On a warm and breezy summer morning, seven young birders and parents joined us on a morning exploration of Chichaqua Bottoms Greenbelt, a prime birding location near Des Moines. Our target birds were the Prothonotary Warbler and Green Heron, both bottomland forest specialists and frequent residents of Chichaqua Bottoms. Excited to see both birds, we set off. However, before looking for birds we took the unique opportunity to observe a female Painted Turtle actively laying eggs in an excavated nest not far from the water. Later in the morning after she was finished and heading back to the water, Executive Director Tyler Harms captured the turtle and quickly showed young birders the beautiful markings (which give the Painted Turtle its name) on the underside of the turtle’s shell before safely placing her back on her journey to the water.
Tallying our species list in the shade. Photo credit: Ulrike Grimaldi
Next, we walked along the campground towards the Jack Pine Trail looking and listening for birds. American Redstarts, Eastern Phoebes, and Eastern Wood-Pewees graced us with their songs and Red-headed Woodpeckers flew overhead. High in one of the trees, a parent found a Cedar Waxwing nest and we all watched as both parents brought material back to the nest. An exciting sight for all of us!
Our hunt for Prothonotary Warblers and Green Herons continued along the Jack Pine Trail. Although we did not see any of our target birds along the trail, we did hear several House Wrens and our only Great Crested Flycatcher for the morning, had great looks at a stunning male Indigo Bunting, and saw and heard several Gray Catbirds.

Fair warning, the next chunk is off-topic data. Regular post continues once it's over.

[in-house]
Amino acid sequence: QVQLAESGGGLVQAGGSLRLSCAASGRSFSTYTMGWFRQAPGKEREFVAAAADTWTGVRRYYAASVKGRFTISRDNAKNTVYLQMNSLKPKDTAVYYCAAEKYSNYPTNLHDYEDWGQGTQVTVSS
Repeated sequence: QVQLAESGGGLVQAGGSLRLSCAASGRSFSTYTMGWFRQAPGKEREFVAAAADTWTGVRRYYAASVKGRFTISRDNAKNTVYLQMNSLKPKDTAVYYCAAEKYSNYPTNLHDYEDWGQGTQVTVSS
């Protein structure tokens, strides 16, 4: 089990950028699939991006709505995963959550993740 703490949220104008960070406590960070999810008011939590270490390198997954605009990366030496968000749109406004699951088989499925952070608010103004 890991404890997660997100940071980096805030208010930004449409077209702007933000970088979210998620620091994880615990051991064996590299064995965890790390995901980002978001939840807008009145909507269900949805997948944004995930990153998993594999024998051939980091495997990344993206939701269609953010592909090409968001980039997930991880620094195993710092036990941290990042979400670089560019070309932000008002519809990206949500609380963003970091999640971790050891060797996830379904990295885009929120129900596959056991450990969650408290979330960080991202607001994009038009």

We headed back to the trailhead and stopped for a quick snack and water break. Not long into our break, one of our parents spotted a Prothonotary Warbler across the water from where we were sitting. Soon, the bird flew into plain view and everyone watched the bright yellow beauty for several minutes before it flew out of sight. Finally, we could check off one of our target species!
We wrapped up the morning tallying our species, and some ventured out on canoes to search for our second target species, the elusive Green Heron. We saw not one Green Heron, but at least four Green Herons at different areas!We grateful to Shelly and James with Polk County Conservation for allowing us to use their canoes. And thanks to the young birders and parents for joining us! You can view photos from our trip here and our species checklist here.